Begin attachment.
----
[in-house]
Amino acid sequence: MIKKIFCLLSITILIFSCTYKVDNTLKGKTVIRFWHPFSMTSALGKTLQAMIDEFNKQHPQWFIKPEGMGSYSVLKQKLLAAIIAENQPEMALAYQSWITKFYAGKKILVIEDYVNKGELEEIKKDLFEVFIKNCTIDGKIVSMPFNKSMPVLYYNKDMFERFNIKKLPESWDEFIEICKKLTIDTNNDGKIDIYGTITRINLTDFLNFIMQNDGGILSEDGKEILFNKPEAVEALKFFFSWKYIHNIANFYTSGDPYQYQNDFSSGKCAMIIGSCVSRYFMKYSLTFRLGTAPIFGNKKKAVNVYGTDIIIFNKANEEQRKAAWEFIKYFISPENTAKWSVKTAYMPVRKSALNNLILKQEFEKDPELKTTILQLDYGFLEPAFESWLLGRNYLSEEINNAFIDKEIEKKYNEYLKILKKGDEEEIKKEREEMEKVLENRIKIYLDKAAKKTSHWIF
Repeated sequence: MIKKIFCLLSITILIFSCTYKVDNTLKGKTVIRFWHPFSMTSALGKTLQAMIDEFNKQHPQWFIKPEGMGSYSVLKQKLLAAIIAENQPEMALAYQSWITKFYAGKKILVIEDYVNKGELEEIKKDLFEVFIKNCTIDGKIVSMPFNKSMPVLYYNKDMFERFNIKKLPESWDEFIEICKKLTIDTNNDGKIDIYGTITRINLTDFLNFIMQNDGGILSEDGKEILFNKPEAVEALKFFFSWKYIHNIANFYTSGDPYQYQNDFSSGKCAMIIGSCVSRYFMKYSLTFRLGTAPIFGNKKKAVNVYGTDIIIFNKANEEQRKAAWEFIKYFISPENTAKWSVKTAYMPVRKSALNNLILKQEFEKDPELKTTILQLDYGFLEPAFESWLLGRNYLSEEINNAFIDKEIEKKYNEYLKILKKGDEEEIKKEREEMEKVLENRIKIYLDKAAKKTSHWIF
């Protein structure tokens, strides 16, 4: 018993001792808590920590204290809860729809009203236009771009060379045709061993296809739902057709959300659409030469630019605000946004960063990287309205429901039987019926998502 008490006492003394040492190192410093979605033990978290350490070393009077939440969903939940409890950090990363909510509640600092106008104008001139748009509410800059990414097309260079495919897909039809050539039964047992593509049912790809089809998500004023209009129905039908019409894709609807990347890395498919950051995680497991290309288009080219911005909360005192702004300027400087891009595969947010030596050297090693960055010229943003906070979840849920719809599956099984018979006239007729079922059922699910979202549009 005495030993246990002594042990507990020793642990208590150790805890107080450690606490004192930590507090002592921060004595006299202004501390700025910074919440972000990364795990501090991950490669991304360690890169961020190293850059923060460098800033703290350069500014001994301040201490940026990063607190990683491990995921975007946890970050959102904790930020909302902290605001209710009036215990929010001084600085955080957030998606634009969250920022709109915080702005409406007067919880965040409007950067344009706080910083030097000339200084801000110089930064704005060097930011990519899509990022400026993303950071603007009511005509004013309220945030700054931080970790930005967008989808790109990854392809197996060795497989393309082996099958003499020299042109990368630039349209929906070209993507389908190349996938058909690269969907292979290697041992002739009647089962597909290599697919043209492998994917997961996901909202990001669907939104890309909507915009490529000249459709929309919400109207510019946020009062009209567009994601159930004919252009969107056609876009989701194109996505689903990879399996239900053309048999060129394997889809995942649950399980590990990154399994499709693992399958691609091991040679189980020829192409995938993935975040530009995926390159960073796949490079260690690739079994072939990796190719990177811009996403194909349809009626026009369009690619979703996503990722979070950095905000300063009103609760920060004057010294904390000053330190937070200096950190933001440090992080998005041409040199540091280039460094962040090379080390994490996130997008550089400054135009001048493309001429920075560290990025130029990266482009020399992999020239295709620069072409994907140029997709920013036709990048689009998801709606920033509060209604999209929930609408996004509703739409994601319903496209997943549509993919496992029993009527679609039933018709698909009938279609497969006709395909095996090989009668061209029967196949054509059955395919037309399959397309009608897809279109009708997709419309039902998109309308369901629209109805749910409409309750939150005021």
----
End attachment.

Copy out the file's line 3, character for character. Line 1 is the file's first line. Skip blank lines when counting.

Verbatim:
Repeated sequence: MIKKIFCLLSITILIFSCTYKVDNTLKGKTVIRFWHPFSMTSALGKTLQAMIDEFNKQHPQWFIKPEGMGSYSVLKQKLLAAIIAENQPEMALAYQSWITKFYAGKKILVIEDYVNKGELEEIKKDLFEVFIKNCTIDGKIVSMPFNKSMPVLYYNKDMFERFNIKKLPESWDEFIEICKKLTIDTNNDGKIDIYGTITRINLTDFLNFIMQNDGGILSEDGKEILFNKPEAVEALKFFFSWKYIHNIANFYTSGDPYQYQNDFSSGKCAMIIGSCVSRYFMKYSLTFRLGTAPIFGNKKKAVNVYGTDIIIFNKANEEQRKAAWEFIKYFISPENTAKWSVKTAYMPVRKSALNNLILKQEFEKDPELKTTILQLDYGFLEPAFESWLLGRNYLSEEINNAFIDKEIEKKYNEYLKILKKGDEEEIKKEREEMEKVLENRIKIYLDKAAKKTSHWIF